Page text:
Local Non-Profit Director Champions Play for Children with Disabilities in Italy
Director at the National Lekotek Center is keynote speaker for European conference on special needs education
Aosta, Italy (January 18, 2016)—Jean Bailey, Director at the National Lekotek Center, was one of 3 keynote speakers during a January conference—COST (European Cooperation in Science and Technology) Action LUDI—aimed at the creation of novel and autonomous field of research and intervention on play for children with disabilities in Europe.
Taken from the conference’s literature, “The purpose of the COST Action LUDI is to create general awareness on the quality of life of children with disabilities, starting from a crucial aspect, i.e. play activities, and initiating a process of cultural and social change that will break down the barriers that hinder the full exercise of their right to play and the realization of a true social inclusion.”
LUDI is a fitting name for the conference because the name is a play on the word “ludic” which means spontaneous and undirected play.
Bailey’s presentation focused on the Lekotek model, and how the nonprofit’s focus and structure can be applied to help children with disabilities and their families. The speech touched on topics ranging from Lekotek’s focus on child-led play sessions, to the levels of service, and even to the various knowledge bases Lekotek pulls from. Across the speech, the ultimate point emphasized is just how effectively toys can increase inclusion and impact children’s motivations to reach milestones and develop through play.
“At Lekotek, we focus on toys as the tools to help children of all abilities,” said Bailey. “Toys also provide a tangible way to showcase what play can do for a child. When you elevate the value of toys, you automatically elevate the value of play.”
In addition to Bailey’s expertise on play, other speakers at the conference focused on fields including disability studies, social inclusion, and current research on play.
This diverse range of attendees was intentional, as one of the goals of the conference is to unite the various disciplines together. By combining the different areas of expertise, COST hopes to promote the understanding how important play is for children with special needs, an area that they call a “not yet recognized area of research.”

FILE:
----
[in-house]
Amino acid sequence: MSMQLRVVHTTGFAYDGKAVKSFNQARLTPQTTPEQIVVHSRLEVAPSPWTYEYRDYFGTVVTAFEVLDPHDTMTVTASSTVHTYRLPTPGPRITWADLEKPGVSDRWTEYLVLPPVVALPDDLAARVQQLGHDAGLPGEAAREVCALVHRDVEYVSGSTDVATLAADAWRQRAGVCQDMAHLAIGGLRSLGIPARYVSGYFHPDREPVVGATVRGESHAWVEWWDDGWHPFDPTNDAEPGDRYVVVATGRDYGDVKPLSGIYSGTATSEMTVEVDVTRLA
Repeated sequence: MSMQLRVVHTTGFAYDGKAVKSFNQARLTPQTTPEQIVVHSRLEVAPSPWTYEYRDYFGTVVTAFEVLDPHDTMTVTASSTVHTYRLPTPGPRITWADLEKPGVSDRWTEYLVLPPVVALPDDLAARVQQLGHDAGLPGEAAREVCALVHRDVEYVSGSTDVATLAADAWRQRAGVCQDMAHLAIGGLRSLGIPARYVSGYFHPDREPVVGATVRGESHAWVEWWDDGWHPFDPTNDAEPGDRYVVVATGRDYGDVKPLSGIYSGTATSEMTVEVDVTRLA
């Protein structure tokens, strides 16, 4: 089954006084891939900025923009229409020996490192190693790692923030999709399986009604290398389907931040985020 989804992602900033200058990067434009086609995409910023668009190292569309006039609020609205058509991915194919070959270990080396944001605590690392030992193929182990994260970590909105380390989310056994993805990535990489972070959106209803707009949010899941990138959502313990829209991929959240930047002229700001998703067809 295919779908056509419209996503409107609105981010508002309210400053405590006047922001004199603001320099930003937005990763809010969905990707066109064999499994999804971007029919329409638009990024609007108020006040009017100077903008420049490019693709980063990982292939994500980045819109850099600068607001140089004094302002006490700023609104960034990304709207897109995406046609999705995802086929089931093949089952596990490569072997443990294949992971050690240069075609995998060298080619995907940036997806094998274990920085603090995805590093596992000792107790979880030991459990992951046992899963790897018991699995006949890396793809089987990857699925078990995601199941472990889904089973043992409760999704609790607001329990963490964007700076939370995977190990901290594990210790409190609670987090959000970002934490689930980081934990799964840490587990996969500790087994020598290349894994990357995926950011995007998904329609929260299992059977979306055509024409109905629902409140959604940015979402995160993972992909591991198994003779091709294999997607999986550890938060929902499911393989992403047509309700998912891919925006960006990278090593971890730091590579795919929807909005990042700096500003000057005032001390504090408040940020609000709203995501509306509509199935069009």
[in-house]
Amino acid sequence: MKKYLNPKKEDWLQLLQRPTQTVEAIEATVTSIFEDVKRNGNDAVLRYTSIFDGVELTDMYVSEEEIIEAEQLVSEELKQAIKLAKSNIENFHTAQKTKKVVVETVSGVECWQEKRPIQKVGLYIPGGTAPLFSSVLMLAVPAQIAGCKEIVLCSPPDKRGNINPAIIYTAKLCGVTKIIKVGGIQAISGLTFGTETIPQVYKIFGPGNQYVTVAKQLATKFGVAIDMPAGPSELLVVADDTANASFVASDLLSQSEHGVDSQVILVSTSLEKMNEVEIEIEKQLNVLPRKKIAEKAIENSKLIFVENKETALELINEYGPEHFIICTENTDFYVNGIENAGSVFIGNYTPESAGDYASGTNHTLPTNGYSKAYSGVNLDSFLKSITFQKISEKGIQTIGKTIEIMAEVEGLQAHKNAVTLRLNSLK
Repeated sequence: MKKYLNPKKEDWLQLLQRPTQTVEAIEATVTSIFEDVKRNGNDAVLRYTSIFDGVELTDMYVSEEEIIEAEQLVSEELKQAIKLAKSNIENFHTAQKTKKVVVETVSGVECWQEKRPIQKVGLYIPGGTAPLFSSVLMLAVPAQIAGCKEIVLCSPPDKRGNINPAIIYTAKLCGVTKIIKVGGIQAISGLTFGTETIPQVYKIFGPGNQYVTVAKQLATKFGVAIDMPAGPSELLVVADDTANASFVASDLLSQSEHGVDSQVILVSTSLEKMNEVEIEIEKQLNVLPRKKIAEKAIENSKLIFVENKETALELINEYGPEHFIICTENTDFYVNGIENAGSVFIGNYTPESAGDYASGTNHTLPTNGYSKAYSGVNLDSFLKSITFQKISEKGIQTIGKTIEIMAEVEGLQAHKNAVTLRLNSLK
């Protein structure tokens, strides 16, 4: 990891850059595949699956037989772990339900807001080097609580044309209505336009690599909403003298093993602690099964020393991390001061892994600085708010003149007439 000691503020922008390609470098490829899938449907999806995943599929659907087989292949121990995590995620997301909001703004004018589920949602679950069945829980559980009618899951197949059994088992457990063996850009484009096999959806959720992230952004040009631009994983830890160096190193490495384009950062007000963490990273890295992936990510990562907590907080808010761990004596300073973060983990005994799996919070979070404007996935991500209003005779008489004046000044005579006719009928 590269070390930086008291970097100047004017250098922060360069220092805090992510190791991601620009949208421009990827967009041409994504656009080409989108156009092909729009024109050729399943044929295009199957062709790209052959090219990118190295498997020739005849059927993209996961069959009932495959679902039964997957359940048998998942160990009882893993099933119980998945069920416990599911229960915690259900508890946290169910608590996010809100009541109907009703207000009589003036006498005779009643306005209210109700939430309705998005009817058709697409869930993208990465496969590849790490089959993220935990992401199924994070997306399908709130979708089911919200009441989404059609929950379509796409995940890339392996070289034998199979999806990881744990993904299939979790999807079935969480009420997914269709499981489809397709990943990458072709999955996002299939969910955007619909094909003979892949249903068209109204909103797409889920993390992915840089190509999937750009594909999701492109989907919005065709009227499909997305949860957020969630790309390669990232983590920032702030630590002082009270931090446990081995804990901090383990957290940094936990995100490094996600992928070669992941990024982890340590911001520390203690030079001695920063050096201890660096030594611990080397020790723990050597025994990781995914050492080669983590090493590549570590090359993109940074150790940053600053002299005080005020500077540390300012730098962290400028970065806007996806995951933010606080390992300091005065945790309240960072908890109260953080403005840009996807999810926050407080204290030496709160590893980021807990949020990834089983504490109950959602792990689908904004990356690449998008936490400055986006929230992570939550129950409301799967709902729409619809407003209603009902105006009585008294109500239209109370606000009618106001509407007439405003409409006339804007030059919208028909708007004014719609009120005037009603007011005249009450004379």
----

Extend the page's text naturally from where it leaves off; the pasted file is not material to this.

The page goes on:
The COST LUDI conference took place in the town of Aosta, Italy on January 18 & 19, 2016. There were approximately 70 attendees over the two days of the conference. The conference was structured around various speaking sessions, professional working groups, and networking opportunities for members from diverse fields to exchange ideas and information.
The National Lekotek Center is a nonprofit organization dedicated to promoting play for children of all abilities. Lekotek believes play is the way kids learn, develop skills and reach milestones. The Lekotek mission is to make the world of play accessible to all children, especially those who have special needs. Lekotek has combined experience working with kids and families, child development expertise and knowledge of toys and play products to develop AblePlay—a national outreach to provide information and evaluations on the developmental potential of toys and play.
COST – European Cooperation in Science and Technology is an intergovernmental framework aimed at facilitating the collaboration and networking of scientists and researchers at European level. It was established in 1971 by 19 member countries and currently includes 35 member countries across Europe, and Israel as a cooperating state.
LUDI aims at the creation of a novel and autonomous field of research and intervention on play for children with disabilities. The network has three main objectives: a) collecting and systematizing all existing competence and skills: educational researches, clinical initiatives, know-how of resources centers and users' associations; b) developing new knowledge related to settings, tools and methodologies associated with the play of children with disabilities; c) disseminating the best practices emerging from the joint effort of researchers, practitioners and users. Play for children with disabilities is the object of a fragmented set of studies and it has given rise, in different countries and at different times, to niche projects (i.e. social robotics for autistic children, adapted toys for children with cognitive and motor disabilities, accessible playground areas). This theme is not yet a recognized area of research because of two main factors: a) disability represents a set of heterogeneous functioning frames; b) play is not leading the educational and rehabilitation contexts.